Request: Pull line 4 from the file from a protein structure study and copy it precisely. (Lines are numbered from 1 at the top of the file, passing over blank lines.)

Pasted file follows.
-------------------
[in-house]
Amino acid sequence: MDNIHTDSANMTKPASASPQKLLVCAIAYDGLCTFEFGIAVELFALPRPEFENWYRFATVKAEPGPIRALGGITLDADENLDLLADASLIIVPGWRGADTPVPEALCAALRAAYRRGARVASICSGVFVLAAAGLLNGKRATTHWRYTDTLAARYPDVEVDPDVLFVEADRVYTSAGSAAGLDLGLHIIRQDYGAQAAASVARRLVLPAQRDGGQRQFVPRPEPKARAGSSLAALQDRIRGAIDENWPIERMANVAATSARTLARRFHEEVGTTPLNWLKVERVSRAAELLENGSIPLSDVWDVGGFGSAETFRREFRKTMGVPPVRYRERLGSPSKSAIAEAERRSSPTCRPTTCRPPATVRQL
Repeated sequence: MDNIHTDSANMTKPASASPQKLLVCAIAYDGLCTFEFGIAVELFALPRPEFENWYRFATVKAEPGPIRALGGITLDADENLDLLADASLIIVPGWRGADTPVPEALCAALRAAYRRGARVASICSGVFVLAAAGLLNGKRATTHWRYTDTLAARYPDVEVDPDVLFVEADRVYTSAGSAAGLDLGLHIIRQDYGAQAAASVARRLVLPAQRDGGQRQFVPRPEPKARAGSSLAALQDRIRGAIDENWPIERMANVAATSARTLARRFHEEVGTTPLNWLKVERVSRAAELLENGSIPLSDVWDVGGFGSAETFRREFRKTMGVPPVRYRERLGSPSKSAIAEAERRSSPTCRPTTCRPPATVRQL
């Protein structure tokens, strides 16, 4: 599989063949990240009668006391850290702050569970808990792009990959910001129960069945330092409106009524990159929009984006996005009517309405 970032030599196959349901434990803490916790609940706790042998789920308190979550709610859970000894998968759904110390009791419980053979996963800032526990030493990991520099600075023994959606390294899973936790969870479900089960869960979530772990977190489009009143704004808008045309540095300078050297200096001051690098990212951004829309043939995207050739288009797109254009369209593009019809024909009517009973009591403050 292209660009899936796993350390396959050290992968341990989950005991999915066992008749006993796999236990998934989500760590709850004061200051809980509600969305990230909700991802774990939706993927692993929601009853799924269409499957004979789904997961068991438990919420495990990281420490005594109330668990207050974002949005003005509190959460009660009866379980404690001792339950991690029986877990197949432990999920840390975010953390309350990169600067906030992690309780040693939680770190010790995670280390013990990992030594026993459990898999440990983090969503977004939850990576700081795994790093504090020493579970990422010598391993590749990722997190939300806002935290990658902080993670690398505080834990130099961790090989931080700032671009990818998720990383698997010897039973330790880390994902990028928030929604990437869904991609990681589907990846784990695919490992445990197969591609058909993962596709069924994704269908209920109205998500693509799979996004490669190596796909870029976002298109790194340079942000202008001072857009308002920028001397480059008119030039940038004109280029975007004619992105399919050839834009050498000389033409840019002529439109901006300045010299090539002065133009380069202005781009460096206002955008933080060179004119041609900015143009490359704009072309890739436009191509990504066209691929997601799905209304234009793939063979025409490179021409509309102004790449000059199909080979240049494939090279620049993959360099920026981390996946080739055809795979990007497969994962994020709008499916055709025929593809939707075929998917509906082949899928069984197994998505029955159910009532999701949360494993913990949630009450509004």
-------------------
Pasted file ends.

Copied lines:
């Protein structure tokens, strides 16, 4: 599989063949990240009668006391850290702050569970808990792009990959910001129960069945330092409106009524990159929009984006996005009517309405 970032030599196959349901434990803490916790609940706790042998789920308190979550709610859970000894998968759904110390009791419980053979996963800032526990030493990991520099600075023994959606390294899973936790969870479900089960869960979530772990977190489009009143704004808008045309540095300078050297200096001051690098990212951004829309043939995207050739288009797109254009369209593009019809024909009517009973009591403050 292209660009899936796993350390396959050290992968341990989950005991999915066992008749006993796999236990998934989500760590709850004061200051809980509600969305990230909700991802774990939706993927692993929601009853799924269409499957004979789904997961068991438990919420495990990281420490005594109330668990207050974002949005003005509190959460009660009866379980404690001792339950991690029986877990197949432990999920840390975010953390309350990169600067906030992690309780040693939680770190010790995670280390013990990992030594026993459990898999440990983090969503977004939850990576700081795994790093504090020493579970990422010598391993590749990722997190939300806002935290990658902080993670690398505080834990130099961790090989931080700032671009990818998720990383698997010897039973330790880390994902990028928030929604990437869904991609990681589907990846784990695919490992445990197969591609058909993962596709069924994704269908209920109205998500693509799979996004490669190596796909870029976002298109790194340079942000202008001072857009308002920028001397480059008119030039940038004109280029975007004619992105399919050839834009050498000389033409840019002529439109901006300045010299090539002065133009380069202005781009460096206002955008933080060179004119041609900015143009490359704009072309890739436009191509990504066209691929997601799905209304234009793939063979025409490179021409509309102004790449000059199909080979240049494939090279620049993959360099920026981390996946080739055809795979990007497969994962994020709008499916055709025929593809939707075929998917509906082949899928069984197994998505029955159910009532999701949360494993913990949630009450509004």